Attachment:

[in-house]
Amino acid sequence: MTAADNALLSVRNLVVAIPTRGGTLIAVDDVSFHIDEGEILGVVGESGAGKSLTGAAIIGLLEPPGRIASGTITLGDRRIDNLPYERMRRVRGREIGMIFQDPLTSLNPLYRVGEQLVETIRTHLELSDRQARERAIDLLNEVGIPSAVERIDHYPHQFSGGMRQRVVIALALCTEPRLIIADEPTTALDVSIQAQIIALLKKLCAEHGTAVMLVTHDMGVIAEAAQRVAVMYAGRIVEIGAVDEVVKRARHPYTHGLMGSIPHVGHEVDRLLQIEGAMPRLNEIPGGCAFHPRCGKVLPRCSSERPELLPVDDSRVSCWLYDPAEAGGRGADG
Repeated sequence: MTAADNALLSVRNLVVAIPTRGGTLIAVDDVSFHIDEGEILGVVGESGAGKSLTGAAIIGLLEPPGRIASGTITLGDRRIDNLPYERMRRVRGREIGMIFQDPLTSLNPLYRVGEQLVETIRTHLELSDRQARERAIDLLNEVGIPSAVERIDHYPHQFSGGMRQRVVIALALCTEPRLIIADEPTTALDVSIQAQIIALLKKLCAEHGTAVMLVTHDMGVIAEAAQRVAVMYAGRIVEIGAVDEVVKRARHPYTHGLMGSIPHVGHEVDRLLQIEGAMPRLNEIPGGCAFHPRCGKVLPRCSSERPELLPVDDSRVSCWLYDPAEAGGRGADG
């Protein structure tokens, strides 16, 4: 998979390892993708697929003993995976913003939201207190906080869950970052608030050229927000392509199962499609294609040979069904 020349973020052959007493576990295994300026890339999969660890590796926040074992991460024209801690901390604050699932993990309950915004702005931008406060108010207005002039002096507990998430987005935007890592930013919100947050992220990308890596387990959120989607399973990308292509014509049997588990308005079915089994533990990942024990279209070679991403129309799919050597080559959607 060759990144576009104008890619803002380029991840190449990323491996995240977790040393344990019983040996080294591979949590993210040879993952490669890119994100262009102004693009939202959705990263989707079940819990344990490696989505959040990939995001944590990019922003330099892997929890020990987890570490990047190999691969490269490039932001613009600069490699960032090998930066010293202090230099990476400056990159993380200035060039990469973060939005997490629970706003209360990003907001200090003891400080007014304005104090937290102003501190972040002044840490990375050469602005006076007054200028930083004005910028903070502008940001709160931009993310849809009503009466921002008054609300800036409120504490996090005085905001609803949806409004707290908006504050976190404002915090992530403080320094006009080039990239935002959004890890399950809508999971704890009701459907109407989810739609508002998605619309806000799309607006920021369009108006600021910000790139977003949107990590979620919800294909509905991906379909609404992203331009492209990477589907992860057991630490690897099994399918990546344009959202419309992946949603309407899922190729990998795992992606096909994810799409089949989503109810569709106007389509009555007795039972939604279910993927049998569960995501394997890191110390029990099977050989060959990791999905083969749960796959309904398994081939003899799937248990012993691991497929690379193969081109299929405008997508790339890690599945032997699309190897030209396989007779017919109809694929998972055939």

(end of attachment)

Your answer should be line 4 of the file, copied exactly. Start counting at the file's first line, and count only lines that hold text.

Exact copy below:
């Protein structure tokens, strides 16, 4: 998979390892993708697929003993995976913003939201207190906080869950970052608030050229927000392509199962499609294609040979069904 020349973020052959007493576990295994300026890339999969660890590796926040074992991460024209801690901390604050699932993990309950915004702005931008406060108010207005002039002096507990998430987005935007890592930013919100947050992220990308890596387990959120989607399973990308292509014509049997588990308005079915089994533990990942024990279209070679991403129309799919050597080559959607 060759990144576009104008890619803002380029991840190449990323491996995240977790040393344990019983040996080294591979949590993210040879993952490669890119994100262009102004693009939202959705990263989707079940819990344990490696989505959040990939995001944590990019922003330099892997929890020990987890570490990047190999691969490269490039932001613009600069490699960032090998930066010293202090230099990476400056990159993380200035060039990469973060939005997490629970706003209360990003907001200090003891400080007014304005104090937290102003501190972040002044840490990375050469602005006076007054200028930083004005910028903070502008940001709160931009993310849809009503009466921002008054609300800036409120504490996090005085905001609803949806409004707290908006504050976190404002915090992530403080320094006009080039990239935002959004890890399950809508999971704890009701459907109407989810739609508002998605619309806000799309607006920021369009108006600021910000790139977003949107990590979620919800294909509905991906379909609404992203331009492209990477589907992860057991630490690897099994399918990546344009959202419309992946949603309407899922190729990998795992992606096909994810799409089949989503109810569709106007389509009555007795039972939604279910993927049998569960995501394997890191110390029990099977050989060959990791999905083969749960796959309904398994081939003899799937248990012993691991497929690379193969081109299929405008997508790339890690599945032997699309190897030209396989007779017919109809694929998972055939």